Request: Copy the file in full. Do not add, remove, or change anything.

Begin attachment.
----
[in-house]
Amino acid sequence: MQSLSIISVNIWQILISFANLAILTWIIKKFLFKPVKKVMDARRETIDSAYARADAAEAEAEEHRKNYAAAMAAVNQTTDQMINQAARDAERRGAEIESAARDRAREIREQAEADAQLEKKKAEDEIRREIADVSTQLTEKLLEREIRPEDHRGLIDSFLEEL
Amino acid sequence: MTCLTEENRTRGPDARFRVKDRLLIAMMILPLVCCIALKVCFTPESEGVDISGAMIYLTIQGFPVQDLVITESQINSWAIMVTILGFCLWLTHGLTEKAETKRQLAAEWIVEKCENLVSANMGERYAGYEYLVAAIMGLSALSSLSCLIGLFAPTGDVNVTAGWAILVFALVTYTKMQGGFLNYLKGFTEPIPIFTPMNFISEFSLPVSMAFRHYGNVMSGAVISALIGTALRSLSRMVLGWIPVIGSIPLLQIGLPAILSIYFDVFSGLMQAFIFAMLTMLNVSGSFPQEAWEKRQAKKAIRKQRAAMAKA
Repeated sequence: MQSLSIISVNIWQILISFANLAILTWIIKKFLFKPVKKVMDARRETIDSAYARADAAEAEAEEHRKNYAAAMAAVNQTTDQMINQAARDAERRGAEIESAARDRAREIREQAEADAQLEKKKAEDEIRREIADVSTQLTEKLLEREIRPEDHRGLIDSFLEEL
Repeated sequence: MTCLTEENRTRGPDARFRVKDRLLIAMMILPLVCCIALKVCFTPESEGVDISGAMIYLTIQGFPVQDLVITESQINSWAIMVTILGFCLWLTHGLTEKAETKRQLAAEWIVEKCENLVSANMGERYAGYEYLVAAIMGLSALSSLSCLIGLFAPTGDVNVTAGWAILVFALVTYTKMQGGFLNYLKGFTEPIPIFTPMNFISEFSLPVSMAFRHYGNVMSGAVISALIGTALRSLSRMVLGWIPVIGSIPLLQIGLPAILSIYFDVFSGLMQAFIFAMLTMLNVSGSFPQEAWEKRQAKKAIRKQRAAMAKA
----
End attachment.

[in-house]
Amino acid sequence: MQSLSIISVNIWQILISFANLAILTWIIKKFLFKPVKKVMDARRETIDSAYARADAAEAEAEEHRKNYAAAMAAVNQTTDQMINQAARDAERRGAEIESAARDRAREIREQAEADAQLEKKKAEDEIRREIADVSTQLTEKLLEREIRPEDHRGLIDSFLEEL
Amino acid sequence: MTCLTEENRTRGPDARFRVKDRLLIAMMILPLVCCIALKVCFTPESEGVDISGAMIYLTIQGFPVQDLVITESQINSWAIMVTILGFCLWLTHGLTEKAETKRQLAAEWIVEKCENLVSANMGERYAGYEYLVAAIMGLSALSSLSCLIGLFAPTGDVNVTAGWAILVFALVTYTKMQGGFLNYLKGFTEPIPIFTPMNFISEFSLPVSMAFRHYGNVMSGAVISALIGTALRSLSRMVLGWIPVIGSIPLLQIGLPAILSIYFDVFSGLMQAFIFAMLTMLNVSGSFPQEAWEKRQAKKAIRKQRAAMAKA
Repeated sequence: MQSLSIISVNIWQILISFANLAILTWIIKKFLFKPVKKVMDARRETIDSAYARADAAEAEAEEHRKNYAAAMAAVNQTTDQMINQAARDAERRGAEIESAARDRAREIREQAEADAQLEKKKAEDEIRREIADVSTQLTEKLLEREIRPEDHRGLIDSFLEEL
Repeated sequence: MTCLTEENRTRGPDARFRVKDRLLIAMMILPLVCCIALKVCFTPESEGVDISGAMIYLTIQGFPVQDLVITESQINSWAIMVTILGFCLWLTHGLTEKAETKRQLAAEWIVEKCENLVSANMGERYAGYEYLVAAIMGLSALSSLSCLIGLFAPTGDVNVTAGWAILVFALVTYTKMQGGFLNYLKGFTEPIPIFTPMNFISEFSLPVSMAFRHYGNVMSGAVISALIGTALRSLSRMVLGWIPVIGSIPLLQIGLPAILSIYFDVFSGLMQAFIFAMLTMLNVSGSFPQEAWEKRQAKKAIRKQRAAMAKA